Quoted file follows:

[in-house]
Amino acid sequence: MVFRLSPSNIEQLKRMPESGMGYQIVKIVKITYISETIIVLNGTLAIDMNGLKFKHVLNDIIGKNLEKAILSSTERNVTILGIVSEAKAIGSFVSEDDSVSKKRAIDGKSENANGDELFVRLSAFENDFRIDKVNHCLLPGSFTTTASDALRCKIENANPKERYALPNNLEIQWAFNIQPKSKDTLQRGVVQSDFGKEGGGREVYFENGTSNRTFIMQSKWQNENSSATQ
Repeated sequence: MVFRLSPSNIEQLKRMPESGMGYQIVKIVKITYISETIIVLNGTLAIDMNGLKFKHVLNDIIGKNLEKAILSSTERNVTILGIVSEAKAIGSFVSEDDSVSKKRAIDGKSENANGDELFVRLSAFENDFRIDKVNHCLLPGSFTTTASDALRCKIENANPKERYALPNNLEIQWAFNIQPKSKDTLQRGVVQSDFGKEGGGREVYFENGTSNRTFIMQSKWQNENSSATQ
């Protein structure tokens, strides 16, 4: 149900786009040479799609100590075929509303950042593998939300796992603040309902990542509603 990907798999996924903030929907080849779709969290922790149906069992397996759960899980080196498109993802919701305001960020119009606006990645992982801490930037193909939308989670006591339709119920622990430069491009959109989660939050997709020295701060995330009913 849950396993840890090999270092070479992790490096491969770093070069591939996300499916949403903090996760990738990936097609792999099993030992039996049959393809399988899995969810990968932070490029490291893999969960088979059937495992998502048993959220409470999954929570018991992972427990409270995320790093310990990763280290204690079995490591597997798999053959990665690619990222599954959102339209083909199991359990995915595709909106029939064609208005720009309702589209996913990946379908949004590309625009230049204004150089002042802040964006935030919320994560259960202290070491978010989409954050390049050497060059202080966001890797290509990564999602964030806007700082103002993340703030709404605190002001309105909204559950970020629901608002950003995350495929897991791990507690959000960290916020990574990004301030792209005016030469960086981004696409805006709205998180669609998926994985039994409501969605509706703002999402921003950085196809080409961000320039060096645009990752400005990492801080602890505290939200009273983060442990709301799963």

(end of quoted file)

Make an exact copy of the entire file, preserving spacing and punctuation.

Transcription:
[in-house]
Amino acid sequence: MVFRLSPSNIEQLKRMPESGMGYQIVKIVKITYISETIIVLNGTLAIDMNGLKFKHVLNDIIGKNLEKAILSSTERNVTILGIVSEAKAIGSFVSEDDSVSKKRAIDGKSENANGDELFVRLSAFENDFRIDKVNHCLLPGSFTTTASDALRCKIENANPKERYALPNNLEIQWAFNIQPKSKDTLQRGVVQSDFGKEGGGREVYFENGTSNRTFIMQSKWQNENSSATQ
Repeated sequence: MVFRLSPSNIEQLKRMPESGMGYQIVKIVKITYISETIIVLNGTLAIDMNGLKFKHVLNDIIGKNLEKAILSSTERNVTILGIVSEAKAIGSFVSEDDSVSKKRAIDGKSENANGDELFVRLSAFENDFRIDKVNHCLLPGSFTTTASDALRCKIENANPKERYALPNNLEIQWAFNIQPKSKDTLQRGVVQSDFGKEGGGREVYFENGTSNRTFIMQSKWQNENSSATQ
């Protein structure tokens, strides 16, 4: 149900786009040479799609100590075929509303950042593998939300796992603040309902990542509603 990907798999996924903030929907080849779709969290922790149906069992397996759960899980080196498109993802919701305001960020119009606006990645992982801490930037193909939308989670006591339709119920622990430069491009959109989660939050997709020295701060995330009913 849950396993840890090999270092070479992790490096491969770093070069591939996300499916949403903090996760990738990936097609792999099993030992039996049959393809399988899995969810990968932070490029490291893999969960088979059937495992998502048993959220409470999954929570018991992972427990409270995320790093310990990763280290204690079995490591597997798999053959990665690619990222599954959102339209083909199991359990995915595709909106029939064609208005720009309702589209996913990946379908949004590309625009230049204004150089002042802040964006935030919320994560259960202290070491978010989409954050390049050497060059202080966001890797290509990564999602964030806007700082103002993340703030709404605190002001309105909204559950970020629901608002950003995350495929897991791990507690959000960290916020990574990004301030792209005016030469960086981004696409805006709205998180669609998926994985039994409501969605509706703002999402921003950085196809080409961000320039060096645009990752400005990492801080602890505290939200009273983060442990709301799963």